Political parties told ‘insulting’ fake campaign newspapers are ‘damaging democracy’

The Society of Editors, an industry body representing around 400 UK national and regional media editors, has vowed to “name and shame” candidates and political parties who use fake local newspapers as campaign material.

Leaflets with the appearance of local papers have been on the rise in recent years, prompting the Society of Editors to intervene on the “insulting” practice. 

The Conservative Party faced criticism after using the name of “Lincoln Chronicle” on material distributed in the area. Other fictional titles used in campaign literature include the “Stroud, Valleys and Vale Chronicle” and the “Uxbridge and South Ruislip People”. 

This later title, which mirrored the local council-run and apolitical Hillingdon People, was used successfully in the Uxbridge and South Ruislip by-election in urging readers to “Stop ULEZ”.

Meanwhile, a fake title “Wokingham Focus” in Berkshire was distributed by the Liberal Democrats this month, criticising Conservative MP Sir John Redwood over his record on dealing with sewage.

Responding to the rise of fake newspapers, Society of Editors chief executive Dawn Alford, said: “We have written to representatives of all political parties urging them to put an end to this mimicry as well as vowing to name and shame those who continue to attempt to pull the wool over voters’ eyes.”

She added: “The Society of Editors has long campaigned against political parties using fake newspapers to promote their candidates in election periods.

“Not only does this absurd practice damage democracy and undermine public trust in both politics and the news media, but it is also insulting to the electorate who are not stupid and expect officials and candidates to communicate with them in an open and transparent manner.”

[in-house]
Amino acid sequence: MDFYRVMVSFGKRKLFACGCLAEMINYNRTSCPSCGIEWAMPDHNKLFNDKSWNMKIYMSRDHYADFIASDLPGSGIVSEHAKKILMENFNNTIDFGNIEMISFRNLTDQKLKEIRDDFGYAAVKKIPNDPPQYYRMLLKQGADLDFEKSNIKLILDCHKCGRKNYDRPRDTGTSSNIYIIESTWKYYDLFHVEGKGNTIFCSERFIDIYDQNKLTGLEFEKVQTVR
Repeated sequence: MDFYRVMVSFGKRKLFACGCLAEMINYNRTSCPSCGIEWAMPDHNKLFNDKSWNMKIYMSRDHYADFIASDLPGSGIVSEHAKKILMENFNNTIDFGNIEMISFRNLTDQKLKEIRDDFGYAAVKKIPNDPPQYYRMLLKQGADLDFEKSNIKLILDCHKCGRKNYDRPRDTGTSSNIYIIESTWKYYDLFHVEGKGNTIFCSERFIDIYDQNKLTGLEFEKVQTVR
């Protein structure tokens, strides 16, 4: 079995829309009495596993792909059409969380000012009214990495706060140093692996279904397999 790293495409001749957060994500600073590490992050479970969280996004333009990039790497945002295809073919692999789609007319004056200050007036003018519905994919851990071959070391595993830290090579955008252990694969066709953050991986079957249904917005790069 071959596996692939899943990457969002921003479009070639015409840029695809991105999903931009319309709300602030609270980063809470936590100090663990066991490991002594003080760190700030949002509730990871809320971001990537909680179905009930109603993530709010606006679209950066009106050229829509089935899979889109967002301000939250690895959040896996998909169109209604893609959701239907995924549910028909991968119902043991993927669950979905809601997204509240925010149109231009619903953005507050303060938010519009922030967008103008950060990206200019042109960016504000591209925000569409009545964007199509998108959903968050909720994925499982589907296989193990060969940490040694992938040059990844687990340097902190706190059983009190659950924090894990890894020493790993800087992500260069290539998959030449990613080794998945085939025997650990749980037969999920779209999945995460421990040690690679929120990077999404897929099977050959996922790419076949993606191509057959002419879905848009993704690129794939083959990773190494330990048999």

“The news media plays a vital role in a democracy, and, during election periods, journalists are essential in helping to communicate party policies to the public.

“Instead of employing vast time and effort into brazen deception, parties should instead look to highlight and promote the work of the actual local press as a trusted source of news and information to the public.”

While the Electoral Commission does not have any powers to regulate style or design of campaign literature, material must bear an imprint with information as to who made and funded it by law. 

A Conservative Party spokesman responded to a Telegraph report on fake newspapers: “All election literature comes with a legally required imprint. This imprint makes it clear the literature is from the Conservative Party. Communication with voters is standard practice.”

A Liberal Democrats’ spokesman said: “Tabloid newspapers are an effective way of communicating with people and have been used by all political parties for years

“All our campaigning literature including tabloids makes it clear that it has come from the Liberal Democrats. Having strong local media plays a critical role in holding those in power to account and we will continue working closely with great local newspapers across the country.”

Politics.co.uk is the UK’s leading digital-only political website, providing comprehensive coverage of UK politics. Subscribe to our daily newsletter here.